Obama: Kabul much safer than it was
Washington - US President Barack Obama insisted on Wednesday that Kabul is "much safer than it was" but said he expected attacks like the one on the Intercontinental Hotel to continue for "some time".
Nine heavily armed Taliban militants, some in suicide vests, stormed the hotel late on Tuesday, sparking a ferocious battle with Afghan commandos and a Nato helicopter gunship that left at least 21 dead, including the attackers.
The brazen attack, which left the landmark hotel on a hill overlooking the capital ablaze for hours, was seen as a direct rebuttal from the Taliban to Obama's claims of progress as he seeks to wind up the 10-year-old war.
It came only days after Obama announced the "beginning of the end" of the conflict in Afghanistan and tried to reassure American voters ahead of his 2012 re-election campaign that the "tide of war is receding".
In his first public comments on the Intercontinental attack, Obama insisted that the Afghan forces who are responsible for security in Kabul are doing "a reasonably good job" and their capacity is increasing.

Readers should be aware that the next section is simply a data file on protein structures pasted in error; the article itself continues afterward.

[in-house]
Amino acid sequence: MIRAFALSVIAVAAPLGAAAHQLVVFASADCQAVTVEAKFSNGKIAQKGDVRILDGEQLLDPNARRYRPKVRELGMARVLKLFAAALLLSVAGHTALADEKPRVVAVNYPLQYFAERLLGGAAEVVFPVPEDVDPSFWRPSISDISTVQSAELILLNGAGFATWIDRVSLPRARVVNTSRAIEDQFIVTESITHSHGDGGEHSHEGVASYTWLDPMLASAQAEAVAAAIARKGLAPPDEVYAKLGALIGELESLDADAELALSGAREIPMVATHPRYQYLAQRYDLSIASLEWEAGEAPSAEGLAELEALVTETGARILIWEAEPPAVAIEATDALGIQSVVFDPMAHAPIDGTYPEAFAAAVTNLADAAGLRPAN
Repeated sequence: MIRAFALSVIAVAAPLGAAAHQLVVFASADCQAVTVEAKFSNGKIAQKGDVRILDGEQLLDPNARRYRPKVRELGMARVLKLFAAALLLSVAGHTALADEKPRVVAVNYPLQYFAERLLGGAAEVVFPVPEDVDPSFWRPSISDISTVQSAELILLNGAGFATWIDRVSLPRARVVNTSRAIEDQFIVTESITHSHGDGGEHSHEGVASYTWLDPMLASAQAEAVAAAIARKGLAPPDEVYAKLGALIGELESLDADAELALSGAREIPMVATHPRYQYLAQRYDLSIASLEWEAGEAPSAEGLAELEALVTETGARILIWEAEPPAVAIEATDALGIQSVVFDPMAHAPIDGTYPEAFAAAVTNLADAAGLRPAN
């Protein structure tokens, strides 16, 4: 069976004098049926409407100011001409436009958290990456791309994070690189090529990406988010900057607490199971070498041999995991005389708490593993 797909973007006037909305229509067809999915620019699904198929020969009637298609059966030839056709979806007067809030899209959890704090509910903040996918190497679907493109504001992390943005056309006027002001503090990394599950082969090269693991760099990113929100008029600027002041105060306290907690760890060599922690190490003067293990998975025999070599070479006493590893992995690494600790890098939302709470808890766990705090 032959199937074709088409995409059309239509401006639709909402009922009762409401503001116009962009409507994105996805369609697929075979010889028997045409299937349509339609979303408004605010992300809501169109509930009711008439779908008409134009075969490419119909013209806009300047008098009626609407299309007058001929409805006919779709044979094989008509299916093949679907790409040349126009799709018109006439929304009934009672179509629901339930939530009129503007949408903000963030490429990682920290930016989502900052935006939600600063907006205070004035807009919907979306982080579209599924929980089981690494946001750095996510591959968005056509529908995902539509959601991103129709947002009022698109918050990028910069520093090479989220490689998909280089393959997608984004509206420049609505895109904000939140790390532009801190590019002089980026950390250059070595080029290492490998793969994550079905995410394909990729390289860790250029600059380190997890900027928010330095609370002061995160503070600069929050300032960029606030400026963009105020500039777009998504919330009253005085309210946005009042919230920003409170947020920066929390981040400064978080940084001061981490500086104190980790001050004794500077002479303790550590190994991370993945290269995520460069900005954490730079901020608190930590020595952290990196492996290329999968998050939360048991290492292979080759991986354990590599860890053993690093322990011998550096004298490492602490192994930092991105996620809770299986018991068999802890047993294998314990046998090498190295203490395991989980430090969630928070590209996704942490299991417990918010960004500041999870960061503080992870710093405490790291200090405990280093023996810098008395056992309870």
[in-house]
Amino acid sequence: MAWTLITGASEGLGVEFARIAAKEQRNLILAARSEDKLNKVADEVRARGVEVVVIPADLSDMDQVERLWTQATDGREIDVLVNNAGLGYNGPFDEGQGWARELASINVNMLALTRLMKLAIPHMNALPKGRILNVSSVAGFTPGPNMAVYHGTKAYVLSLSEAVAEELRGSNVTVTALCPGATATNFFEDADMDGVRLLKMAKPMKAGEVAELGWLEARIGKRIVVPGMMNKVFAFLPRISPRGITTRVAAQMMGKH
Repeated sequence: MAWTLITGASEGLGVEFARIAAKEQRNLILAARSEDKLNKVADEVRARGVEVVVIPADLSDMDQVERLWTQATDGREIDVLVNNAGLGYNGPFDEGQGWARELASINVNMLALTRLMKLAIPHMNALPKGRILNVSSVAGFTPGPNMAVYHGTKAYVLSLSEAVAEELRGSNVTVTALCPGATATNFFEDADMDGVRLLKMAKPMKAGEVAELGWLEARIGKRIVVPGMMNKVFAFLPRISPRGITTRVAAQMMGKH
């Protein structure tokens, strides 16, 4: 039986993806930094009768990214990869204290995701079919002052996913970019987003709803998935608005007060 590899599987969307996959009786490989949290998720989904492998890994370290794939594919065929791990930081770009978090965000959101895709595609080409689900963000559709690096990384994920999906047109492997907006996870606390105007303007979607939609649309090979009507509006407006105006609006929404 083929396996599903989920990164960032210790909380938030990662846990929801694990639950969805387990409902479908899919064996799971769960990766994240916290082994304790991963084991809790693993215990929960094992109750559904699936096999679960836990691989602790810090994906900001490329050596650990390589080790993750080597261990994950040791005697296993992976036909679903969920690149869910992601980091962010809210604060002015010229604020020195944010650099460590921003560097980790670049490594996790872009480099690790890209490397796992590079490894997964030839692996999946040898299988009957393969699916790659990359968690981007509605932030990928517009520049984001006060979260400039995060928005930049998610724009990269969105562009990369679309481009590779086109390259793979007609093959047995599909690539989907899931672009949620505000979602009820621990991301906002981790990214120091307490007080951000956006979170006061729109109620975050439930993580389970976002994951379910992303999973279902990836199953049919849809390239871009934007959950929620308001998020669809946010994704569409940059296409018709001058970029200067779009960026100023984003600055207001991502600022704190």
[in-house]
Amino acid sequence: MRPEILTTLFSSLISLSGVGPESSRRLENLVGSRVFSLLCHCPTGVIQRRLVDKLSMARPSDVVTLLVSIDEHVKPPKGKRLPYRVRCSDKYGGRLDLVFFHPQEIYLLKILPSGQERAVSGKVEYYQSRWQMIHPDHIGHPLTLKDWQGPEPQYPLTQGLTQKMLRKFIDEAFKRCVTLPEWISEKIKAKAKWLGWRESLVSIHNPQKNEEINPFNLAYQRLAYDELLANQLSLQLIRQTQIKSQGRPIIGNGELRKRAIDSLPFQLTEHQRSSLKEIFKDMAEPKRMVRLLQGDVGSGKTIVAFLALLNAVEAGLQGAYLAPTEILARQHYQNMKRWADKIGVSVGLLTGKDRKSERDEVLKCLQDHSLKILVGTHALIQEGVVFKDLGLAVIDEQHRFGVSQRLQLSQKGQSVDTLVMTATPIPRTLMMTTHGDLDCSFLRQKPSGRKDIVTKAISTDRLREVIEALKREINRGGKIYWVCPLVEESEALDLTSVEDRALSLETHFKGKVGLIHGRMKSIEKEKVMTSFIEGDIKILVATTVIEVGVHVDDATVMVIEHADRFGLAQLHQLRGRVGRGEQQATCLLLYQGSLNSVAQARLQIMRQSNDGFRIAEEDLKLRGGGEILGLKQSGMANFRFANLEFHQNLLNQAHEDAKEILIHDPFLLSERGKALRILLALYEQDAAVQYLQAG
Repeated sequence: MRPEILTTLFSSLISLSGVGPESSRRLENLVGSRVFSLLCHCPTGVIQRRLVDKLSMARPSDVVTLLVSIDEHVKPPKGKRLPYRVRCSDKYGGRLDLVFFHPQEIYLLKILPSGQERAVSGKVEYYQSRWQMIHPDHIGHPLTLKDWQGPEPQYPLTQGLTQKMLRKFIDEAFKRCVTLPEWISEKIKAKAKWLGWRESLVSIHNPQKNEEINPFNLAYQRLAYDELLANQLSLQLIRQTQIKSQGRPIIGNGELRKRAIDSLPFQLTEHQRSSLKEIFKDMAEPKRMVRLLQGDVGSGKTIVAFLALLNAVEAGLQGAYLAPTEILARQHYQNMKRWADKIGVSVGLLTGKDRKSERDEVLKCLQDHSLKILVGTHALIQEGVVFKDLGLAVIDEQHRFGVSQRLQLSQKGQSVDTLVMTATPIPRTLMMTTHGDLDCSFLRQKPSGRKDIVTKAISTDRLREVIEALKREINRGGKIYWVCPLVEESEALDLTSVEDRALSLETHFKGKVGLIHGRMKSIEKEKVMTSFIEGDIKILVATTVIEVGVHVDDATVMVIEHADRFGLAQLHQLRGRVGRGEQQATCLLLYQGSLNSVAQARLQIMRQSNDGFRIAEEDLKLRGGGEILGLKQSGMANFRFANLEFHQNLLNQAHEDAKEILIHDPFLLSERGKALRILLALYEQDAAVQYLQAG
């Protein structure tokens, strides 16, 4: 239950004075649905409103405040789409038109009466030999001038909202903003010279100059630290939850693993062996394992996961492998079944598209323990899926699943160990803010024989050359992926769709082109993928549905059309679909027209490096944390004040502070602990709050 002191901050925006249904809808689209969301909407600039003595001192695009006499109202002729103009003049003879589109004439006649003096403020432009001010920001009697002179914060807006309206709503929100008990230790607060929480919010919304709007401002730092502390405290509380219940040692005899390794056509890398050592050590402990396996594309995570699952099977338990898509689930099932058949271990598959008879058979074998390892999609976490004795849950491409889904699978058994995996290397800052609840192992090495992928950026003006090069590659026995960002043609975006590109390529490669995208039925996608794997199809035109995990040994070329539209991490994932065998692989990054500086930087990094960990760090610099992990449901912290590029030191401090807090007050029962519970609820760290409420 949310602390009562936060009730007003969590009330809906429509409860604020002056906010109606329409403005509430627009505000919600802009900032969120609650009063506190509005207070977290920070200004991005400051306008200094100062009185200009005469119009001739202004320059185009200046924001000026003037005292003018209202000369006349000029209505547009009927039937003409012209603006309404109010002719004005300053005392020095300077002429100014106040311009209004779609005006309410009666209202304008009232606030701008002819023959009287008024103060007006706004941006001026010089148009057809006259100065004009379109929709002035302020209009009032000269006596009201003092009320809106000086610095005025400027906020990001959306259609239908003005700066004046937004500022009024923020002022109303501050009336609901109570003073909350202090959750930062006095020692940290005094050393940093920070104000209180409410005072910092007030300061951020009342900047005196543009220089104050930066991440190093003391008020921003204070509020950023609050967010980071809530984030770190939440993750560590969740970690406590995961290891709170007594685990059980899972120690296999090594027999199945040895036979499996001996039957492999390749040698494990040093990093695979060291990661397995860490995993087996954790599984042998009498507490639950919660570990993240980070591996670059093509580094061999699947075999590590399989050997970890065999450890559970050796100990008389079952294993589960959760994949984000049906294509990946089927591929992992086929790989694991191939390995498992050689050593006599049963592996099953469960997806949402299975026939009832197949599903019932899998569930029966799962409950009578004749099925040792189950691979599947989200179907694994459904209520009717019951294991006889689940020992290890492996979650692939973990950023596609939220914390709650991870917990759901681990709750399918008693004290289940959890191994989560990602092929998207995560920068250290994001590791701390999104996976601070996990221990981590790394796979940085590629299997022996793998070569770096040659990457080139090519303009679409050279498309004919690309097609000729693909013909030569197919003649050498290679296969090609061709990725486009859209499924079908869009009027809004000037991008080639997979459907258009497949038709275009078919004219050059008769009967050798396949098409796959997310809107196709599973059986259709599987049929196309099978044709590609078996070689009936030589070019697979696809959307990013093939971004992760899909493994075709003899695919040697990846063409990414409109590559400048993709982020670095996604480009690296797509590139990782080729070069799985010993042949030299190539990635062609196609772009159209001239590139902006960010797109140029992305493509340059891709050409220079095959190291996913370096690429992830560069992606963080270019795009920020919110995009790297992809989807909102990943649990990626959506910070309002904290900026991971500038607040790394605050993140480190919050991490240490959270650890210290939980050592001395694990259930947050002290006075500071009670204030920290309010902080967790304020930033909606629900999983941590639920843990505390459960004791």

"Keep in mind the drawdown hasn't begun. So we understood that Afghanistan is a dangerous place, that the Taliban is still active, and that there are still going to be events like this on occasion," he said.
Work not done
"Kabul is much safer than it was, and Afghan forces in Kabul are much more capable than they were," he told a White House press conference.
"That doesn't mean that there are not going to be events like this potentially taking place, and that will probably go on for some time. Our work is not done."
The attack came weeks before the first foreign forces begin withdrawing from Afghanistan ahead of the planned close of combat operations at the end of 2014.
About 10 000 US troops are slated to leave this year and a further 23 000 before the end of next September. That will leave less than 70 000 US troops in Afghanistan to prop up President Hamid Karzai's fragile hold on power.
The brazen Intercontinental Hotel attack provides fodder for some of the president's critics who argue that he caved in to domestic political pressure and is pulling out US forces to quickly.
Military leaders, including the commander in Afghanistan, General David Petraeus, had wanted to keep more forces in place through next summer's fighting season to cement progress in the south and renew efforts in the east.